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Acta Neuropathol Commun. 2016 Oct 3;4(1):108.

Tor1a+/- mice develop dystonia-like movements via a striatal dopaminergic dysregulation triggered by peripheral nerve injury.

Author information

1
Department of Neurology, University Hospital of Würzburg, University of Würzburg, Josef-Schneider-Strasse 11, 97080, Würzburg, Germany. ip_c@ukw.de.
2
Department of Neurology, University Hospital of Würzburg, University of Würzburg, Josef-Schneider-Strasse 11, 97080, Würzburg, Germany.
3
Department of Psychiatry, Psychosomatics and Psychotherapy, Goethe-University Frankfurt, Frankfurt am Main, Germany.
4
Department of Nuclear Medicine, University Hospital of Würzburg, University of Würzburg, Oberdürrbacher Strasse 6, 97080, Würzburg, Germany.
5
Toronto Western Hospital, University Health Network, 100 King St W, Suite 5600, Toronto, Canada.

Abstract

Isolated generalized dystonia is a central motor network disorder characterized by twisted movements or postures. The most frequent genetic cause is a GAG deletion in the Tor1a (DYT1) gene encoding torsinA with a reduced penetrance of 30-40 % suggesting additional genetic or environmental modifiers. Development of dystonia-like movements after a standardized peripheral nerve crush lesion in wild type (wt) and Tor1a+/- mice, that express 50 % torsinA only, was assessed by scoring of hindlimb movements during tail suspension, by rotarod testing and by computer-assisted gait analysis. Western blot analysis was performed for dopamine transporter (DAT), D1 and D2 receptors from striatal and quantitative RT-PCR analysis for DAT from midbrain dissections. Autoradiography was used to assess the functional DAT binding in striatum. Striatal dopamine and its metabolites were analyzed by high performance liquid chromatography. After nerve crush injury, we found abnormal posturing in the lesioned hindlimb of both mutant and wt mice indicating the profound influence of the nerve lesion (15x vs. 12x relative to control) resembling human peripheral pseudodystonia. In mutant mice the phenotypic abnormalities were increased by about 40 % (p < 0.05). This was accompanied by complex alterations of striatal dopamine homeostasis. Pharmacological blockade of dopamine synthesis reduced severity of dystonia-like movements, whereas treatment with L-Dopa aggravated these but only in mutant mice suggesting a DYT1 related central component relevant to the development of abnormal involuntary movements. Our findings suggest that upon peripheral nerve injury reduced torsinA concentration and environmental stressors may act in concert in causing the central motor network dysfunction of DYT1 dystonia.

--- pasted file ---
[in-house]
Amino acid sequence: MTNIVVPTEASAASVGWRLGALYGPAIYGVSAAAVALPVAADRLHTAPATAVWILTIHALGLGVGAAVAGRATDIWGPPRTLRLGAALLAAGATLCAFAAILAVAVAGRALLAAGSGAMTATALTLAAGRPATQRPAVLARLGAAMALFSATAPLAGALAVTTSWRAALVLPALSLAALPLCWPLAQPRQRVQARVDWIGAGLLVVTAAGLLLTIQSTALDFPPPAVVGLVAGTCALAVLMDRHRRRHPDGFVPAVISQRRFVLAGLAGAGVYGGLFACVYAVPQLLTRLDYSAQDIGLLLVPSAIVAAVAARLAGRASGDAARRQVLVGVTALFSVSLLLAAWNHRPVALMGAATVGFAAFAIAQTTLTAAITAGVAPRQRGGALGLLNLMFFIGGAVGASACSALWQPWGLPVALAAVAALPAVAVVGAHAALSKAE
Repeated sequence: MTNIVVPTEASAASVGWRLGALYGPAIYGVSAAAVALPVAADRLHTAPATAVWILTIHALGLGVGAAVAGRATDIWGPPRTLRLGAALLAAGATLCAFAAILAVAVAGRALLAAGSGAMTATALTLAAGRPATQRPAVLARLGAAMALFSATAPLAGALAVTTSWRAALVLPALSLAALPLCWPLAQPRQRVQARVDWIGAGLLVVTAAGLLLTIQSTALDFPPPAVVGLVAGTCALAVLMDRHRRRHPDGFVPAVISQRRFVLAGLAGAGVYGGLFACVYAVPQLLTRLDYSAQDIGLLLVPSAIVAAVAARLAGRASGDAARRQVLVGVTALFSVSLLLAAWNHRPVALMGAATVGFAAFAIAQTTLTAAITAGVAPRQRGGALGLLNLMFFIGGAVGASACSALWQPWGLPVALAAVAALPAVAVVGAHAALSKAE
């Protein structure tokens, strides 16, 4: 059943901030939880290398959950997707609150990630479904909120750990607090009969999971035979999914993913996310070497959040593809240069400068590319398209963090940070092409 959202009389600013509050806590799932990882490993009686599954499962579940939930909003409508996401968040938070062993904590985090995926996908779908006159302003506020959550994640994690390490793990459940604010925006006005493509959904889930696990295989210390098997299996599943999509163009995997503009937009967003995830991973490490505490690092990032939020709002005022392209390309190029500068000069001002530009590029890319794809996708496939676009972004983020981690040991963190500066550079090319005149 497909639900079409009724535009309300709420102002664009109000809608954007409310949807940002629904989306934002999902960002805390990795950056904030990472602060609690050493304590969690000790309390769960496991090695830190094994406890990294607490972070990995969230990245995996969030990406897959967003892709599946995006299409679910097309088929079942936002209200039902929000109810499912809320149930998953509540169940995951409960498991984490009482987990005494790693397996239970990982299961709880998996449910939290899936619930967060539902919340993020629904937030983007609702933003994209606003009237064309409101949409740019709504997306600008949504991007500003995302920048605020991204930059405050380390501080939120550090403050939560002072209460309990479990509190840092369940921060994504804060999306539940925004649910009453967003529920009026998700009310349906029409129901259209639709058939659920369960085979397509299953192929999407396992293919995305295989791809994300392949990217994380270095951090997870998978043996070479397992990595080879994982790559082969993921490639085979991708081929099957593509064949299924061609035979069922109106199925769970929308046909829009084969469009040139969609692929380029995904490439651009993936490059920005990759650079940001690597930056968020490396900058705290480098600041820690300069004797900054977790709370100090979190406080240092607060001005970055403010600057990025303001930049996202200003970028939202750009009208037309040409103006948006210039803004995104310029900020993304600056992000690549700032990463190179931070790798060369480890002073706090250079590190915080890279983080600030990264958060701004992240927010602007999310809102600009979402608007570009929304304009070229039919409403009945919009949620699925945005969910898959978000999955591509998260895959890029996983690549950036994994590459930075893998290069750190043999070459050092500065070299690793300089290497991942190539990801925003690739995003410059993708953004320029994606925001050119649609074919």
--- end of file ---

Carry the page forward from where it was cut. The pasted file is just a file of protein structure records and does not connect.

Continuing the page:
KEYWORDS:

DYT1; Dopamine; Dystonia; Peripheral injury; Second hit

PMID:
27716431
PMCID:
PMC5048687
DOI:
10.1186/s40478-016-0375-7
[Indexed for MEDLINE]
Free PMC Article

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